The Habit Loop
How We Form and Break Habits
What is your habit? Maybe you have a few good ones and a few bad ones here and there, regardless of what your habits are though; we can all agree that breaking habits seems almost impossible at times. If you are someone who struggles with breaking habits or are maybe thinking of breaking a habit but are unsure how to go about it, you have come to the right place!
Now there are many techniques to breaking habits, but today I am going to be talking about the Habit Loop. The Habit Loop is one of many models that psychologists and therapists research and use to help people break habits. It doesn’t necessarily tell you what to do if you have a habit of biting your nails for example, it simply acts as a sequence of steps where you “fill in the blanks” and it guides you to identifying triggers, rewards, and creating new habits to replace old ones. Remember that habits are just actions or behaviors. They can occur consciously like brushing your teeth every morning or more unconsciously like picking and biting your nails.
Let’s start with the basics. The Habit Loop is a three step model that was designed by Journalist Charles Duhigg. The three steps in the model are the cue, the routine, and the reward.
The cue: Think of this as the trigger for the behavior. The trigger can be a specific location, time, emotional state, your action immediately before the behavior, or even the people around you.
The routine: This one is simple, it is the actual behavior that occurs immediately following the cue. If you do have a habit that you have had for a long time, eventually it may become something that you don’t even notice yourself doing unless someone points it out.
The reward: This is the final step and is what reinforces the behavior. Whatever the reward may be, the stronger sense of satisfaction it brings you will make you develop the behavior more quickly.
For the sake of simplicity, here is an example of a habit (nail biting) in action using the Habit Loop:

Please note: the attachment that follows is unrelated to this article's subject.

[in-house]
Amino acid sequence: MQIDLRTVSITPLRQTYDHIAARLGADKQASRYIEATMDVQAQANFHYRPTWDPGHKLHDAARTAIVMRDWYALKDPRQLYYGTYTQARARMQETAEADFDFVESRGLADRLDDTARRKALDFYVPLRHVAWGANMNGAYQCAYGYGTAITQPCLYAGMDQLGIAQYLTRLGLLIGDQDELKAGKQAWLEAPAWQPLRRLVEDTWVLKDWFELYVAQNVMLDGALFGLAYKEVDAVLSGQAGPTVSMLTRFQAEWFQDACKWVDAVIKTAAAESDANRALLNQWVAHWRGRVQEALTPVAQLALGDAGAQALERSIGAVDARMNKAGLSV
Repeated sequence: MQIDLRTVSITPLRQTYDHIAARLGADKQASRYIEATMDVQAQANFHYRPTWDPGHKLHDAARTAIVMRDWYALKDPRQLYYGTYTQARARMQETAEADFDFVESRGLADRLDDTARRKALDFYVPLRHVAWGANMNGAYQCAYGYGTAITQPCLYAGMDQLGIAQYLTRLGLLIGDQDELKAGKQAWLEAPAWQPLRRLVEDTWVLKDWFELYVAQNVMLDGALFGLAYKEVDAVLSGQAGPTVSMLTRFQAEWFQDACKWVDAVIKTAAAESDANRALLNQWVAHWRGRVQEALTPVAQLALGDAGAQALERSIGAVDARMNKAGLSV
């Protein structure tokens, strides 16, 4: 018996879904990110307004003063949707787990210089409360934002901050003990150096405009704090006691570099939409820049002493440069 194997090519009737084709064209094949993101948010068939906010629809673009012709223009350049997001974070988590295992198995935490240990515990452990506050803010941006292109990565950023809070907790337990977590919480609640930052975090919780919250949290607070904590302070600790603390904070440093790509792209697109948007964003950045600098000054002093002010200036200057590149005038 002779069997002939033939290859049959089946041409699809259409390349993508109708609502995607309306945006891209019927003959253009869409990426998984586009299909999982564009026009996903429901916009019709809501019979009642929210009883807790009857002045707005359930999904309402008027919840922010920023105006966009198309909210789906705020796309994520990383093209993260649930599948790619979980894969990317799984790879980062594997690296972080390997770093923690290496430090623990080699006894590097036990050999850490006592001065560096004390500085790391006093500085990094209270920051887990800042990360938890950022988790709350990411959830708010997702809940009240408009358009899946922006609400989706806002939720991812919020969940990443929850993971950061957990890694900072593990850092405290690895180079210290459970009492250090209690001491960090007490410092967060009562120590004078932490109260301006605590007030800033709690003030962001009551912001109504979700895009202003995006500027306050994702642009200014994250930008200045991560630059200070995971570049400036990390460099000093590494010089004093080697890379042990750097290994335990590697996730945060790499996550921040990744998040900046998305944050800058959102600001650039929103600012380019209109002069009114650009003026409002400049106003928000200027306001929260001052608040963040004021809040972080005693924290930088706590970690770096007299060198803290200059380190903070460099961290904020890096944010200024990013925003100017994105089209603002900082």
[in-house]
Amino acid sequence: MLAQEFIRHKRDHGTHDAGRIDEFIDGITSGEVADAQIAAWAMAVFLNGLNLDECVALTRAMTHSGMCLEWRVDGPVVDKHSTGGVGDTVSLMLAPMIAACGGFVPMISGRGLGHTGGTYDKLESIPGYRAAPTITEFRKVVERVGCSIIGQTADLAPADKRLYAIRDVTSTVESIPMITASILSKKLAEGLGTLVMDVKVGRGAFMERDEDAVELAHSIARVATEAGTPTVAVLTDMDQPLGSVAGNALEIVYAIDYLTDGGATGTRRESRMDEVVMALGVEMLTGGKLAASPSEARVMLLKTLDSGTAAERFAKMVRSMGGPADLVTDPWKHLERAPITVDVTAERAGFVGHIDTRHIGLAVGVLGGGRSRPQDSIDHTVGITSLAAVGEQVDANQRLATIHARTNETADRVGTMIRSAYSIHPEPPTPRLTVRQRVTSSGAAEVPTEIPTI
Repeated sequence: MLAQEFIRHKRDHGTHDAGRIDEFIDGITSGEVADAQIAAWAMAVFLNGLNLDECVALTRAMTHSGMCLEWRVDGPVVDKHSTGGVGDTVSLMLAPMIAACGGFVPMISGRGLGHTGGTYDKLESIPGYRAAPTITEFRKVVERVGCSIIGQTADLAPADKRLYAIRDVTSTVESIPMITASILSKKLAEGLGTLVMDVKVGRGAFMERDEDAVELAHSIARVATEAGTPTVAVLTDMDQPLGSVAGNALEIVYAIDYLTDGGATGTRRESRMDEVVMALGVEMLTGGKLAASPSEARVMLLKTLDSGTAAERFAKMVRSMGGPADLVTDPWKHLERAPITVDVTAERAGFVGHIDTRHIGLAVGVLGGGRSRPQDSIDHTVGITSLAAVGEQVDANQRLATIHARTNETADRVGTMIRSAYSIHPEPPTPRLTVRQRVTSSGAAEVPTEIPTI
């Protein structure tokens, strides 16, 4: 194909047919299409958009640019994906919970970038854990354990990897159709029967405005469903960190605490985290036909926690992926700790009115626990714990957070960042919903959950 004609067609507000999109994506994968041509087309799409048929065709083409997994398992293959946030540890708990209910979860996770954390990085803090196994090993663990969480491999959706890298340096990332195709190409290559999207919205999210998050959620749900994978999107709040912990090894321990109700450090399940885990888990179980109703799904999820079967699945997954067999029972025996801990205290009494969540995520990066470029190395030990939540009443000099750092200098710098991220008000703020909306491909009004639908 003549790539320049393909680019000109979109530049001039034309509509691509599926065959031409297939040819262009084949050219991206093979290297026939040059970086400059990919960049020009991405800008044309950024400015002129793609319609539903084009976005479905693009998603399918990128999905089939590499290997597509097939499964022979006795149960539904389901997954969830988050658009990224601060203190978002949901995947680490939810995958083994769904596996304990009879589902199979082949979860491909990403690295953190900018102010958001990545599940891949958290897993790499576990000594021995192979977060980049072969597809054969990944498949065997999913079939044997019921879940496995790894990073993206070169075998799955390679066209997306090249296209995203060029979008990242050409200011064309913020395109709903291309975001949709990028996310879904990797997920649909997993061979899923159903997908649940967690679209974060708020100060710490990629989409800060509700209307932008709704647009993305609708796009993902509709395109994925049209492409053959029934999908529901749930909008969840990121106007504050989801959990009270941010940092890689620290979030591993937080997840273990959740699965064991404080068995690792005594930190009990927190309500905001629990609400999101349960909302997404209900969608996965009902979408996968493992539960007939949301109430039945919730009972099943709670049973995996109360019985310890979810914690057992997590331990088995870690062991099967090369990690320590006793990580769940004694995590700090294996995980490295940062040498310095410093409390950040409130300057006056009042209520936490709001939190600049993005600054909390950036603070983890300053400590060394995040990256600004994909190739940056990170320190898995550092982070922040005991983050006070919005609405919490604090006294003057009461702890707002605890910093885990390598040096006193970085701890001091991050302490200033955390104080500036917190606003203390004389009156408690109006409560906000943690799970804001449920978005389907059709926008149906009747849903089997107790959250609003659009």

The cue: You are waiting at the bus stop and you are thinking of the exam you are about to take. You start to feel stressed because you are nervous for the exam and have a nagging feeling that the bus is going to be late.
The routine: You start to chew on your nails and pick at any hangnails you find.
The reward: The nail biting distracts your racing thoughts which eases your anxiety as you get onto the bus to go take your exam.
Now there are a few ways that you could approach this to break the habit or even better, replace it with a new and healthier habit. Ultimately, the latter should be the goal. Once you have established what the habit is, or at least are more consciously aware of it (in this case, nail biting), it is time to start with the cue.
By starting with the cue, you can identify the trigger. In this example, imagine that the student has become aware that they are biting their nails during a pandemic (yuck), so the next step would be to look back at the action that immediately preceded the nail biting. They don’t specifically remember what they were doing, but they do remember feeling an overwhelming sense of anxiety. Soon they are making connections and remember that time they were waiting in line at the grocery store a few weeks ago and felt anxious so they started biting their nails. The trigger or cue for this habit is the emotional state of stress and anxiety. As a friendly reminder, the possible cues can be a location, time, emotional state, an action preceding the behavior, or the people around you.
Once the cue has been identified, it is time to start the real work. This is a great opportunity to brainstorm some replacement behaviors. It is probably going to take a lot of trial and error, but the goal should be to find a new and healthier replacement behavior that is going to provide the same level or an even greater level of satisfaction.
Going back to my example, the student is now aware that they bite their nails when they are anxious because it helps them feel more calm. So it is time for them to become more aware of their cues and triggers and implement new behaviors. Whether it be throwing in some earbuds to listen to their favorite playlist, or texting a friend, finding a behavior that is going to help them feel just as calm as nail biting does is the key to replacing old habits with new habits.
Although everything that I just described above is very simple, this process is not one that is going to happen overnight. Identifying habits and replacing them with new ones is a process that can take weeks, months, or even years. Assessing external and internal motivators is a helpful technique that can expedite the habit breaking process. Ask yourself why you want to break the habit and what breaking the habit will mean to you.
I know that I have thrown a lot of information at you in this blog, but if you take anything away from this, let it be the simple fact that what you consider a healthy habit may not be considered a healthy habit by others. So if you decide that you would like to break a habit, make sure that you are doing it for you and not the pleasure of others. Let us know what you think of the Habit Loop and forming new and healthier habits at Healthy.UNH@unh.edu!